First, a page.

Official Secrets Photo: Courtesy of Sundance Film Festival
Keira Knightley gives a compellingly stripped back and unfussy performance at the heart of Gavin Hood's drama, which tells the true story of British Intelligence whistleblower Katharine Gun. Hood keeps things tight on Gun as she faces tough moral choices after receiving an email that is looking to weight a UN vote towards war. Gun's choice to speak out carries real personal risk, not least because her husband Yasar (Adam Bakri) was an asylum seeker at the time. The film keeps up a smart pace as it digs into the aftermath of Gun's actions, showing a woman determined to do the right thing no matter what the cost.
Hot Fuzz, 1.35am, ITV2, Tuesday, April 19
A much more light-hearted view of the law is presented by Edgar Wright's equally pacy comedy, which continued the impressive form he showed with his debut zombie spoof Shaun Of The Dead but he solidly replicates the joy with this warmly made parody of an American buddy cop movie that, like Shaun, finds much of its humour in eccentric Britishness. The film reunites Simon Pegg and Nick Frost as a hot-shot city cop sent to the countryside and his small town sidekick who find themselves on the trail of a killer. Pegg and Frost spark off one another perfectly as Wright manages to inject just the right level of silliness while maintaining the action adrenaline.
Thunder Road, Midnight, Film4, Tuesday into Wednesday, April 19/20
This debut feature from Jim Cummings also draws on satire of the everyday but careers a much more acidic kick than Wright's. The writer/director also stars as Jim Arnaud, a police officer who is dancing on the knife edge of a nervous breakdown. Stitched through with black tragicomedy, Jim is trying to hold it together at work while also navigating a poisonous custody row over his daughter. Beginning with a funeral scene quite unlike anything you'll have seen before - and based on the short you can watch at the end of this week's film selection - Cummings generates a constant sense of unease at the same time as still retaining some sympathy for his flawed central character.
Snowpiercer, 9pm, Great Movies (Channel 34), Tuesday, April 19
Given news stories about the cost of living crisis and the widening gap between the rich and poor, Bong Joon Ho's chilly tale of a dystopian future feels closer than we might like. Set upon the confines of a train, the front carriages carry the world's elite in the lap of luxury, while all the way back at its hellish rear end are people whose lives are considerably less fortunate. As a metaphor for society's haves and have-nots, the film is familiar if on (and about) the money but it is elevated by visually arresting action sequences that make excellent use of the train's cramped spaces and high concept class system as Chris Evans' Curtis Everett leads the revolutionary charge towards the front. Read our interviews with the director and the late, great John Hurt, who also co-stars as Everett's mentor.
Seabiscuit, 1.30pm, Great Movies (Channel 34), Sunday, April 24
The true story of the little horse that became a racing superstar during the American Depression is given a comfortingly old-fashioned and glowing retelling in this film from Gary Ross. It focuses on a trio of men, self-made millionaire and horse owner Charles Howard (Jeff Bridges), Red Pollard (Toby Maguire), who finds himself working as jockey as a result of the economic crash and out-of-work cowboy Tom Smith (Chris Cooper), who finds himself training the fleet-footed champ. There's a tried and tested race track formula here and Ross sticks to the rails but the heartwarming truth of the story is so winning it's hard not to get hooked.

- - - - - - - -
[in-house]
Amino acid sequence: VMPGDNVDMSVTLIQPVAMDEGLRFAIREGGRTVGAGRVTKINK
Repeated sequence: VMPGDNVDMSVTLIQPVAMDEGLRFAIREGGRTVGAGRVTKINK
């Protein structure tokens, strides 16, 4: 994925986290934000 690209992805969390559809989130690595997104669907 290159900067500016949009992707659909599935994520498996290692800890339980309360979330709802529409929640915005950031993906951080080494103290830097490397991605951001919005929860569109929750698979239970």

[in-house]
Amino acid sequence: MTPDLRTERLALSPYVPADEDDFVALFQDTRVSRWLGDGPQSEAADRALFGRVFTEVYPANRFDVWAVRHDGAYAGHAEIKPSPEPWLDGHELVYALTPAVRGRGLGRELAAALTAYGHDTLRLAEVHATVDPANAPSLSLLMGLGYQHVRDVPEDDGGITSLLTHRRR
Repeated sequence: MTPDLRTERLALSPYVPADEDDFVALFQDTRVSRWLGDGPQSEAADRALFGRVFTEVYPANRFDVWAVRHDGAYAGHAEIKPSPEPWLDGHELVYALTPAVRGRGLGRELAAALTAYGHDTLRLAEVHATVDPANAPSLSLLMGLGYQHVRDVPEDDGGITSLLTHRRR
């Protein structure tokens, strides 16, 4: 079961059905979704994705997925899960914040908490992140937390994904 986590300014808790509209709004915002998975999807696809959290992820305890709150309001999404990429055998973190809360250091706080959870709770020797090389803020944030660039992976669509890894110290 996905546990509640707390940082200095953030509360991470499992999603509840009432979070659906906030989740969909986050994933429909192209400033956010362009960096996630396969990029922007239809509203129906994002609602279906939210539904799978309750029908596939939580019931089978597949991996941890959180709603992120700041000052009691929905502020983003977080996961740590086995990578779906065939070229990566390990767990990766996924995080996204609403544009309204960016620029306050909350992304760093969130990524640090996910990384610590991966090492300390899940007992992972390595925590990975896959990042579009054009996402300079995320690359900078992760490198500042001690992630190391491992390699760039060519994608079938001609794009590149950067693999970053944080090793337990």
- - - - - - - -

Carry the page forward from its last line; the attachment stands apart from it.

The Blues Brothers, 9pm, Thursday, April 21
Who can resist this sort of crazy mix of comedy, music and action? Come for Cab Calloway's mooching and Aretha Franklin's Think(ing) and stick around as the glasses break around Rawhide and no less than 103 cars bite the dust. If by chance you haven't seen Blues Brothers before, you're likely to be squealing with delight about every 10 minutes as familiar faces pop up - Cab! Ray Charles! Aretha! John Candy! Twiggy! Not to mention Steven Spielberg as a county court clerk. The film famously went off-schedule and over budget, not least because of John Belushi's drug use, with Aykroyd on the record as saying they "had a budget for cocaine". Still, none of that trouble comes across on screen, just the extreme amount of fun that seems to be being had. There's a brief mention of Miss Piggy and there is something of the maverick spirit of The Muppets running through this (Frank Oz even has a cameo as a corrections officer near the start of the film) - from James Brown's preacher near the start to Aretha railing on her man in a diner through to cartwheels in the palace ballroom. Sunglasses and a full tank of gas required.
The Lion King, BBC iPlayer until mid-May
If you've caught The Northman at the cinema this week, how about an altogether different riff on the themes of Hamlet? Of course, a kid grappling with the death of a parent in the face of a wicked relative is also a good old fairy tale stapel and - in this case it's young cub Simba's scheming Uncle Scar (played with silky sinister vocals by Jeremy Irons) whose the wrongdoer. If the plot is Shakespeare meets Grimm, the elements are beefed up with classic Disney traditions, including a couple of comedic sidekicks - meerkat Timon (Nathan Lane) and warthog Pumba (Ernie Sabella) - and some excellent songs from Elton John and Tim Rice. The film achieves a sweet balance of humour, scares and emotional heft that makes it the perfect comfort watch with a dash of African sunshine.
And, so back to Jim Cummings' darkly comic short Thunder Road, later expanded into the feature you can catch this week.